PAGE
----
I am counting down the days until I can make it back over to my community garden and check on the next round of seeds I planted this past weekend. The mustard and radish sprouts were already up when I last visited, and it will only be a matter of weeks before I can eat baby salad greens to my heart’s content!

My boyfriend, my roommate, and I rented two full size garden plots to share, and it’s been so helpful to pool everyone’s garden knowledge as we plan where to plant what and when. When the three of us put our heads together, I expect there will be plenty of food to eat and then some to put up for the winter. Now that I think about it, ever since I started gardening away from home, I have teamed up with at least one other person. To me, this has felt like a better guarantee that something will definitely grow.

But do you necessarily need to work with garden gurus who have all the know-how about gardening? Of course not. I attended a meet up on gardening yesterday where we talked about the barriers people may face in getting started, and many people identified the fear of failure. Who wants to spend lots of time planting seeds and weeding if things might not grow well? Like any skill, gardening may take some trial and error, but the error is how we’ll learn. And chances are that something will grow. We could think about this in terms of costs and benefits and the break-even point of investing in the garden, but maybe the first thing we can share with potential new gardeners is to enjoy the process rather than worrying too much about the results.

What Nutritionists Can Learn from the Garden

For all the nutrition-minded science geeks out there who want to understand the health benefits of community and school gardens: it isn’t just about the fruits and vegetables.

I started this blog just a few months ago as a way to track my experiences spending time in the land of community gardening. As a graduate student in nutrition research, I’m a big fan of learning about any programming designed to encourage better eating habits or better food environments – particularly when it involves increasing fruit and vegetable consumption.

As a way to reflect on what I have been talking about on KidsDigGardening, I copied and pasted all of my posts into a word cloud program. The words you see here in the largest font are those I use most frequently, which should give you an idea of what I have been emphasizing about the gardening environment with this blog:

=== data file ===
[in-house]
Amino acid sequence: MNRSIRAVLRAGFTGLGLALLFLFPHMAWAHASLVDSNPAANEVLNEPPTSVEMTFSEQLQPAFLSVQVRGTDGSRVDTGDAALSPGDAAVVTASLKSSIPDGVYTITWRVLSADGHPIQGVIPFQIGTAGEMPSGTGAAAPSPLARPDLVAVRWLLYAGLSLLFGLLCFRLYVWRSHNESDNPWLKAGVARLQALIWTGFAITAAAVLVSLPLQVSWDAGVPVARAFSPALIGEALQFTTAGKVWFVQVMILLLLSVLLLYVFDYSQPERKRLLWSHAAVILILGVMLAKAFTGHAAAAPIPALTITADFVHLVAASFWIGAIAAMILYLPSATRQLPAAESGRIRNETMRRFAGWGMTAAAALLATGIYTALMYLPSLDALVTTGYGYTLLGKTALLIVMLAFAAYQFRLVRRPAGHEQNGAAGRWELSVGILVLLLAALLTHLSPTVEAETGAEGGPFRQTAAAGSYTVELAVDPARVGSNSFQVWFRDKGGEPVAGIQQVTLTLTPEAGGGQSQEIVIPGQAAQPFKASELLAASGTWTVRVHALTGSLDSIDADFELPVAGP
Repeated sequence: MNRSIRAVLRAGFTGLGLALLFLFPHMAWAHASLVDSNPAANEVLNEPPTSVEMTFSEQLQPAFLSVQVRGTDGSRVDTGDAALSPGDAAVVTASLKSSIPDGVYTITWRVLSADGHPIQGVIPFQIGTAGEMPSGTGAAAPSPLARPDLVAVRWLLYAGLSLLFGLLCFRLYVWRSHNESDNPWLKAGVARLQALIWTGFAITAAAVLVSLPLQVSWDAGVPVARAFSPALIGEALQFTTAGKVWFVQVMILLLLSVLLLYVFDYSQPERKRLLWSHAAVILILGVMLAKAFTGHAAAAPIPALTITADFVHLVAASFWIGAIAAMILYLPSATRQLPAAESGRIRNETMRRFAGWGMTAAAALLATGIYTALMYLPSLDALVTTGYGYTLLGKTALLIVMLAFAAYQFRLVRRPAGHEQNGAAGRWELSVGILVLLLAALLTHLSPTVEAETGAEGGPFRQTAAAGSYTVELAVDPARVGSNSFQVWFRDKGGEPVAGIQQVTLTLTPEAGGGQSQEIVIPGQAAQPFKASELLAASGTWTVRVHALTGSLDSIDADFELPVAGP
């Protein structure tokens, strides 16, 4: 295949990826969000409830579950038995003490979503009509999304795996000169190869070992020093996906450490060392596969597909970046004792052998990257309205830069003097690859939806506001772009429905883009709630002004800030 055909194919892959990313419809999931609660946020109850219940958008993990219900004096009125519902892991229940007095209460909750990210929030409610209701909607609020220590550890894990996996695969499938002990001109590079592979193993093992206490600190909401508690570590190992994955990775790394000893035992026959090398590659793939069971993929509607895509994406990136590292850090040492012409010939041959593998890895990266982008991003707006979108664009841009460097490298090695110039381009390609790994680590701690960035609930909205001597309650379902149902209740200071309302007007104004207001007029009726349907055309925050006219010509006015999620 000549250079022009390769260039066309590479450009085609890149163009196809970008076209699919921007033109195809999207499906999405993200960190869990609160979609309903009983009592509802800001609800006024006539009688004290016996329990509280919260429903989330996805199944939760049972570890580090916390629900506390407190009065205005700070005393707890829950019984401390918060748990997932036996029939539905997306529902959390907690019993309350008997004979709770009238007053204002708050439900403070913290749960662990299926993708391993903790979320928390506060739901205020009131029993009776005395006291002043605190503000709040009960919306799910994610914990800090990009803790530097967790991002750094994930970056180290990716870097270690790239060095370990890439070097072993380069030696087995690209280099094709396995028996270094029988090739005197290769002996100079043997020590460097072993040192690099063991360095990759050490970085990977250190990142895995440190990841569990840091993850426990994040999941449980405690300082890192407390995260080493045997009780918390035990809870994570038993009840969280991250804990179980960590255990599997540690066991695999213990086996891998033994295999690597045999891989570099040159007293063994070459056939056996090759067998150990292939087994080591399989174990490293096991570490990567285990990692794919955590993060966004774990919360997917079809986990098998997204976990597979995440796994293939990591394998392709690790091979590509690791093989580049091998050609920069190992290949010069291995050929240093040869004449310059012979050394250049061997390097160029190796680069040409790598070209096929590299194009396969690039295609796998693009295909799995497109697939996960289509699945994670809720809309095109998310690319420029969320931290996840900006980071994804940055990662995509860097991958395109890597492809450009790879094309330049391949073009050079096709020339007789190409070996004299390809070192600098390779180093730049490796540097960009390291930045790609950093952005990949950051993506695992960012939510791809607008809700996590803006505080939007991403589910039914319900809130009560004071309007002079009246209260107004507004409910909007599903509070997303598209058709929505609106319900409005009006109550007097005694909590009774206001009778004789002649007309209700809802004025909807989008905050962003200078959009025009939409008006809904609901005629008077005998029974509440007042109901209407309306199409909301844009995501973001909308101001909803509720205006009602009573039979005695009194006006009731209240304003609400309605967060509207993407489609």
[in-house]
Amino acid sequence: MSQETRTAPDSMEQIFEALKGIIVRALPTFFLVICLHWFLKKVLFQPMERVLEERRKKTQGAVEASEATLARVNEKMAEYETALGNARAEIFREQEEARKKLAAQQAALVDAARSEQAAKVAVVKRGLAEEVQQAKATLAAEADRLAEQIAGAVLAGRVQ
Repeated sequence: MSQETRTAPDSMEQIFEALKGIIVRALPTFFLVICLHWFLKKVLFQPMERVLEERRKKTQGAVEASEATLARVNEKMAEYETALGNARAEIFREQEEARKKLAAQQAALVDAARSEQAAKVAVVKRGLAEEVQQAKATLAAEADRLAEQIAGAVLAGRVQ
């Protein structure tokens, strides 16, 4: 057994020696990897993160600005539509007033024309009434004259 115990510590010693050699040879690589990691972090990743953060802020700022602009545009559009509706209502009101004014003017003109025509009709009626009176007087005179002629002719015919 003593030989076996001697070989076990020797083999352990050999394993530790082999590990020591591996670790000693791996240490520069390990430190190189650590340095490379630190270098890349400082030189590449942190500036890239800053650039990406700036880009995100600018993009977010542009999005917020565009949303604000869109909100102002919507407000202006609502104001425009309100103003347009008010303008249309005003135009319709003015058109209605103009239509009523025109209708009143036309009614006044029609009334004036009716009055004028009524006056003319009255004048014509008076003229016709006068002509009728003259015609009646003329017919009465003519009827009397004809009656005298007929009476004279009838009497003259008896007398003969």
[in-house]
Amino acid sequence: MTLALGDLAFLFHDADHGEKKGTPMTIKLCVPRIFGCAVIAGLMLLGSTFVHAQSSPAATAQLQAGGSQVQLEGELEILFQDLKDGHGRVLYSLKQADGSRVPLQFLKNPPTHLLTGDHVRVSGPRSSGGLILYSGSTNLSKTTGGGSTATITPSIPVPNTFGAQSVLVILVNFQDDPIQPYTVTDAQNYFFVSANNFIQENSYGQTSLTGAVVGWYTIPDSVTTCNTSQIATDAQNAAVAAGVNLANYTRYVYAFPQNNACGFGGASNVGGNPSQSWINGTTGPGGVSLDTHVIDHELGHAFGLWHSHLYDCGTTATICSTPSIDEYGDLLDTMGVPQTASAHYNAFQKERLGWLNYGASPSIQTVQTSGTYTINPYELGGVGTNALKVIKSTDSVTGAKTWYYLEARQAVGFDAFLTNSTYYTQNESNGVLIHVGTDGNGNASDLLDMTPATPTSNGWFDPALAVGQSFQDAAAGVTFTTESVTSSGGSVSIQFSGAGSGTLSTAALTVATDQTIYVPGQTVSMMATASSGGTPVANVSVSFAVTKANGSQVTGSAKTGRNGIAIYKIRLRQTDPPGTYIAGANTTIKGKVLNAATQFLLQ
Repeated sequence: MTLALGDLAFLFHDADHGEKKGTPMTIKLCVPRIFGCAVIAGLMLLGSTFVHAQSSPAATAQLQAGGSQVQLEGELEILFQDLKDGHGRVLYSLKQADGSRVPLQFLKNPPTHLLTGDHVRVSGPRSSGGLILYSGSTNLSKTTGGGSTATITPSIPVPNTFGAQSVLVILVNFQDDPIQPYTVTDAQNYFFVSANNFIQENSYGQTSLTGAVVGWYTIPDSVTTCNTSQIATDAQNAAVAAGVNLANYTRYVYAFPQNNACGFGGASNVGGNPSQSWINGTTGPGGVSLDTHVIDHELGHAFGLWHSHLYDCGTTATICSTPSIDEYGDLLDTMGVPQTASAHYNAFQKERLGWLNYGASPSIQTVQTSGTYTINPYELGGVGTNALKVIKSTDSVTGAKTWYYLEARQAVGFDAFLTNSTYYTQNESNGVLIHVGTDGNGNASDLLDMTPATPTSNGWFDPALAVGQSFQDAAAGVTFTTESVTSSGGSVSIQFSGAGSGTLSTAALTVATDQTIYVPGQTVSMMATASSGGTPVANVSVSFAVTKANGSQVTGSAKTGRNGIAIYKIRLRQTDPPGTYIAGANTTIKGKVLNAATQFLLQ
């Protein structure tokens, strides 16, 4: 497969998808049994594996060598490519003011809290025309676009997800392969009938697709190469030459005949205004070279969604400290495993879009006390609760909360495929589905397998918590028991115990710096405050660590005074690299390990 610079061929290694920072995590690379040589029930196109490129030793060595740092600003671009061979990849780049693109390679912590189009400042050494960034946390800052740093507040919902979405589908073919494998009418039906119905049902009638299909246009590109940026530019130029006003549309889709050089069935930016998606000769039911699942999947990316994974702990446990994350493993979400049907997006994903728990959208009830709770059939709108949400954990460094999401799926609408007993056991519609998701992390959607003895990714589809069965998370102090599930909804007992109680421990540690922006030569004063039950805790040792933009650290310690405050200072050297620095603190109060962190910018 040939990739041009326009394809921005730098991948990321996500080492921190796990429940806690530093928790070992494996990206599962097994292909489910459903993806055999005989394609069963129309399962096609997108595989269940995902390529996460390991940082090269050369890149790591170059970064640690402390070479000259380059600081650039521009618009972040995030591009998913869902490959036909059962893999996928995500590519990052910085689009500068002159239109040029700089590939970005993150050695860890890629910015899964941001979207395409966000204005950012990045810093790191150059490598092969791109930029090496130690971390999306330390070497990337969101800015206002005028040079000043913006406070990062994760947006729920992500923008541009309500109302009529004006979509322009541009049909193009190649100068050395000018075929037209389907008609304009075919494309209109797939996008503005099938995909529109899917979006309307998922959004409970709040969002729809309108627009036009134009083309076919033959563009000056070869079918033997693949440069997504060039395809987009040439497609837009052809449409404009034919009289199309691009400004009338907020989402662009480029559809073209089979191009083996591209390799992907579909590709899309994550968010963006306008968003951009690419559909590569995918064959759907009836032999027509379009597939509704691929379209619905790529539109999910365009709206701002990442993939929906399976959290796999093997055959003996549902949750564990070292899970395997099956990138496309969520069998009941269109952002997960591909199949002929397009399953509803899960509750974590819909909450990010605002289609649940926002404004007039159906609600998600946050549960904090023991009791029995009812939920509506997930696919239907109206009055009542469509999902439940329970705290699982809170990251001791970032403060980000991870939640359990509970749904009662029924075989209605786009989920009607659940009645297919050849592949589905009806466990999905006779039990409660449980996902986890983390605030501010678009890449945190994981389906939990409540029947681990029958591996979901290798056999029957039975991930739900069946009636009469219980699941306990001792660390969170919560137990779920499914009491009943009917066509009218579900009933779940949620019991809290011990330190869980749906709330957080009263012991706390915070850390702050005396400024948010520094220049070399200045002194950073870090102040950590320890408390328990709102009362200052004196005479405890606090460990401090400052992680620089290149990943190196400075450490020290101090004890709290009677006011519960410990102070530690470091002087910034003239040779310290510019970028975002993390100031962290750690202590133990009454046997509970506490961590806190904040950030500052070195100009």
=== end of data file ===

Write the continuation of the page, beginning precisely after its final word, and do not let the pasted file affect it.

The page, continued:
KDG through the lens of Wordle.com…

So what have been the hot topics? The words garden, kids, school, and food have come up a lot, as has the word community. However, being nutrition-minded, it’s interesting to note some words that are not as prominent as they could have been: fruit, vegetable, produce, nutrition… Here and there while writing this blog, I have touched upon the importance of getting kids to eat more fruits and vegetables, such as when I shared this very entertaining video that models vegetable consumption, as well as the functionality of home versus community gardens in getting adults to eat more fruits and vegetables.

However, you may have realized – like I have – that the health benefits of gardening are greater than simply providing fresh fruits and vegetables. One of the words that has been most important and repetitive in this blog is community. In my time spent with the local organization Friends of Burlington Gardens, I have learned that garden programming is not only largely supported by volunteers… but that the volunteers also become those who benefit from the program.

Consider how the stakeholders affecting our larger food environment may clash: the food industry’s interest in what foods we purchase is largely driven by profit and sustaining business by selling more product, while parents’ interests are at least partially driven by what they deem healthy for their children. Put simply, parents’ and industry’s interests don’t always align. For instance, consider the impact of food marketing on your food choices. Even I have ranted before about how packaging and familiar spokes characters could influence what kids eat – for better or worse (‘Cap’n Carrots’ anyone?).

However, what I take away from my blog’s emphasis on community is that, when we work on a smaller scale within our own communities, the number of stakeholders decreases. Consequently, there will likely be less conflicting interests, and so these smaller food systems can be a win-win for everyone. In the case of the small-scale garden programs within a single town like Burlington, each volunteer hour or seed sown can be a direct benefit recycled back to that same community.

WP 5/8